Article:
In the JournalsPerspective

HCV, HIV co-clinic reaches hard-to-treat population

Establishing a co-located hepatitis C virus clinic within an HIV clinic successfully managed co-infected patients — a typically hard-to-treat population — resulting in HCV treatment initiation in 70.5% of participants and an SVR at 12 weeks post-treatment or cure in 56.1% of patients, according to a study.

“Among the 1.2 [million] persons living with HIV in the United States, 25% are coinfected with HCV,” Christina Rizk, MD, statistician in the HIV/AIDS Program at Yale University School of Medicine, and colleagues wrote. “The availability of effective direct antiviral agents (DAAs) makes the goal of HCV elimination feasible, but implementation requires improvements to the HCV treatment cascade, especially linkage to and initiation of treatment in underserved populations.”

Rizk and colleagues conducted a retrospective review, following 173 treatment-naive patients with chronic HCV infection receiving care at a university-affiliated hospital-based HIV clinic in New Haven, Connecticut, between Jan. 1, 2014, and March 31, 2017.

“This model consists of a dedicated management team that includes a cadre of HCV-trained infectious disease prescribers, a mid-level provider, nurse, specialty pharmacy staff and data support staff,” Rizk and colleagues wrote. “The team met regularly to monitor progress and provide flexible and innovative approaches to facilitate engagement in HCV care.”

Of the patients, 80.9% were aged 50 to 70 years, 66.5% were male, 57.2% were African American, 24.9% were white and 13.3% were Hispanic, according to Rizk and colleagues. Their comorbidities included cirrhosis (25.4%), kidney disease (17.3%), mental health issues (60.7%), alcohol abuse (30.6%) and active drug use (54.3%).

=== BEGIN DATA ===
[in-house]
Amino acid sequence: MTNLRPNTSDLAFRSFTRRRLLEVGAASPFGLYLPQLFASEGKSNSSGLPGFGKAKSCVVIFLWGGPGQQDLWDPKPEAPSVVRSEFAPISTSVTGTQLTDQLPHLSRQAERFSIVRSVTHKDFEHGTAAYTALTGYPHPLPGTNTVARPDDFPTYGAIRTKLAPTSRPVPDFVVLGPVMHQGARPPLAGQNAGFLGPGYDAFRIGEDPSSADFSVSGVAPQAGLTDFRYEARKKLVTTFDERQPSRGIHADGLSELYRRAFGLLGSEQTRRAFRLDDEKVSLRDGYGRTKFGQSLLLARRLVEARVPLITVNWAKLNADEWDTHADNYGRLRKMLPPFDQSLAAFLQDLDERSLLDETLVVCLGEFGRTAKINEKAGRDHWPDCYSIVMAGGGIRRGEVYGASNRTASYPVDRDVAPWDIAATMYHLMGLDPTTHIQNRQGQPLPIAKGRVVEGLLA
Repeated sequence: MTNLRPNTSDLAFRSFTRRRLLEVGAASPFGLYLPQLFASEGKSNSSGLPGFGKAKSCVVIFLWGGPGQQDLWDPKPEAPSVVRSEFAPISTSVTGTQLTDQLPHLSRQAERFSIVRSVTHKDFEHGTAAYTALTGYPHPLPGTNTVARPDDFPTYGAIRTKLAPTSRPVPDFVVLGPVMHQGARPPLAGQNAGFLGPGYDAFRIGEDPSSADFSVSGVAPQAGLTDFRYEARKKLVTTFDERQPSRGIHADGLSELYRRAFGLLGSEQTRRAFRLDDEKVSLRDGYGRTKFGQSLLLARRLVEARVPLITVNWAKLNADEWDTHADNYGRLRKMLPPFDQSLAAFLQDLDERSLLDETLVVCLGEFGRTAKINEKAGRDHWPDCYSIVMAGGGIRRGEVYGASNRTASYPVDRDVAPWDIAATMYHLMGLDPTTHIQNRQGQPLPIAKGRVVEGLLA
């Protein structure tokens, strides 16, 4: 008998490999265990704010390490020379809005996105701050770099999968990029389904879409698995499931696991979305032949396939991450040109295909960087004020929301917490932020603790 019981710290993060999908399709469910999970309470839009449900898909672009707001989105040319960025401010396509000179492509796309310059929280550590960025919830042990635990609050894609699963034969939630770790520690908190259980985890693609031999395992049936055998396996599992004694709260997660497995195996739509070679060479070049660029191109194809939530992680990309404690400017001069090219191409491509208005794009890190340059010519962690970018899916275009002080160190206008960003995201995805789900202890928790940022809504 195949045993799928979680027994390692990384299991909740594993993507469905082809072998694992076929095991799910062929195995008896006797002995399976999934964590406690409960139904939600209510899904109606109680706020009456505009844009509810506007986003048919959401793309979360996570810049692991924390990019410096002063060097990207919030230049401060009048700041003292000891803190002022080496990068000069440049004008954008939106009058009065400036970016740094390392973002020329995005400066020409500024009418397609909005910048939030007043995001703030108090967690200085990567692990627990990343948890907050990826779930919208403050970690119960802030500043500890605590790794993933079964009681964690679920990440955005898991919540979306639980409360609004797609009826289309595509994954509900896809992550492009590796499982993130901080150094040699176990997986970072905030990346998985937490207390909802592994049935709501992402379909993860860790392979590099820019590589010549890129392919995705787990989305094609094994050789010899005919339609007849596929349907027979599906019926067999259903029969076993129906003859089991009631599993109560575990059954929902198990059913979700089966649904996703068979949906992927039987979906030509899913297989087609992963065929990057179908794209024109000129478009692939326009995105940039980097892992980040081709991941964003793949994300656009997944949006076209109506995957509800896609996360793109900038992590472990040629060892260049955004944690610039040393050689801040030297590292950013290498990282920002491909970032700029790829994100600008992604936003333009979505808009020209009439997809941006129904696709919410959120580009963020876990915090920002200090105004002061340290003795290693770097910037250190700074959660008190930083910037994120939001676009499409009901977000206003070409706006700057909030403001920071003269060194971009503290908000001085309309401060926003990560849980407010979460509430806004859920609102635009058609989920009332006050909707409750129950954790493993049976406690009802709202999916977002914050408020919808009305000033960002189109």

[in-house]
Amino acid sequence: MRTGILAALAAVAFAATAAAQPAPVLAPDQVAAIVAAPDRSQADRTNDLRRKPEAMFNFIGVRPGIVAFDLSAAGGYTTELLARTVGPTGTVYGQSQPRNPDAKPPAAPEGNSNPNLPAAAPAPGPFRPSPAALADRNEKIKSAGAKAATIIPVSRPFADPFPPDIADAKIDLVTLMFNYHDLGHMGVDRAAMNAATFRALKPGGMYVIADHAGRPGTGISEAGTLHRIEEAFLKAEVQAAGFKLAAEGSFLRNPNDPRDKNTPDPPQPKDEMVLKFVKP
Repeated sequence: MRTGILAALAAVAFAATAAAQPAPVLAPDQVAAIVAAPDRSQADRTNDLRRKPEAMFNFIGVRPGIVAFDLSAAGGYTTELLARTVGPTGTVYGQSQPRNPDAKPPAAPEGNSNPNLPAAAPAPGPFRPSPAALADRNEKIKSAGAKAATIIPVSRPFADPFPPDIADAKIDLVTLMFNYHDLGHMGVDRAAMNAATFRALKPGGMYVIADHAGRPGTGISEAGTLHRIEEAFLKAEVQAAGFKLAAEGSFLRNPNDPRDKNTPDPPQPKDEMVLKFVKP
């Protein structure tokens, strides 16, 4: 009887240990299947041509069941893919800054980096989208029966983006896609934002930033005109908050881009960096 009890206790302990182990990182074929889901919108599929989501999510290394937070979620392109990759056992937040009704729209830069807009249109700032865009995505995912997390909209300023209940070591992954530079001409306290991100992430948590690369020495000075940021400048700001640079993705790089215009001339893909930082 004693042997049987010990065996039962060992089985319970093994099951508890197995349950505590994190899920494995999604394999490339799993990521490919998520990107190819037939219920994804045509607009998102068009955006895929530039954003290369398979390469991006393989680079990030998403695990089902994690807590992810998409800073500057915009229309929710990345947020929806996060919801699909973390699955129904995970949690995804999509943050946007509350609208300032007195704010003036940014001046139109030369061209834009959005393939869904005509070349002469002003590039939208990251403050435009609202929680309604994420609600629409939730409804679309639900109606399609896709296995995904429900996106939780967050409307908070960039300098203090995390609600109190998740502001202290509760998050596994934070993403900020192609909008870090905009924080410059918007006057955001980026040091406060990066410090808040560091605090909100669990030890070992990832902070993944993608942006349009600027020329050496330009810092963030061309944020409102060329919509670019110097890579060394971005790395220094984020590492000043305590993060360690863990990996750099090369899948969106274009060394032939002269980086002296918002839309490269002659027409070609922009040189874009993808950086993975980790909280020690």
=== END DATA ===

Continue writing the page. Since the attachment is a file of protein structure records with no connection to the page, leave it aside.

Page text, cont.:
According to the study, 93.1% of patients were referred to a DAA prescriber, 85% were linked to a prescriber, 70.5% were prescribed DAAs and 56.1% experienced SVR12. Comparing patients with SVR12 and those unsuccessfully referred, linked or treated, the researchers found that among those not engaged in HCV care, there was a higher proportion of younger, female patients and a higher frequency of missed appointments.

“Establishing a co-located HCV clinic within an HIV clinic model has been successful in facilitating pretreatment evaluation in 93.1% of coinfected patients with overall SVR12 documented in 56.1% of patients (79.5% of treated patients). This compares favorably with published national HCV treatment cascades in mono-infected patients,” the authors wrote. “Of the 22.5% of patients who were not successfully started on treatment, ongoing issues included lack of engagement in health care. Targeted assessment of patient and provider barriers to completing clinicwide HCV micro-elimination and novel approaches for promoting engagement in care are needed.” – by Caitlyn Stulpin

Disclosures: The authors report no relevant financial disclosures.

Establishing a co-located hepatitis C virus clinic within an HIV clinic successfully managed co-infected patients — a typically hard-to-treat population — resulting in HCV treatment initiation in 70.5% of participants and an SVR at 12 weeks post-treatment or cure in 56.1% of patients, according to a study.

“Among the 1.2 [million] persons living with HIV in the United States, 25% are coinfected with HCV,” Christina Rizk, MD, statistician in the HIV/AIDS Program at Yale University School of Medicine, and colleagues wrote. “The availability of effective direct antiviral agents (DAAs) makes the goal of HCV elimination feasible, but implementation requires improvements to the HCV treatment cascade, especially linkage to and initiation of treatment in underserved populations.”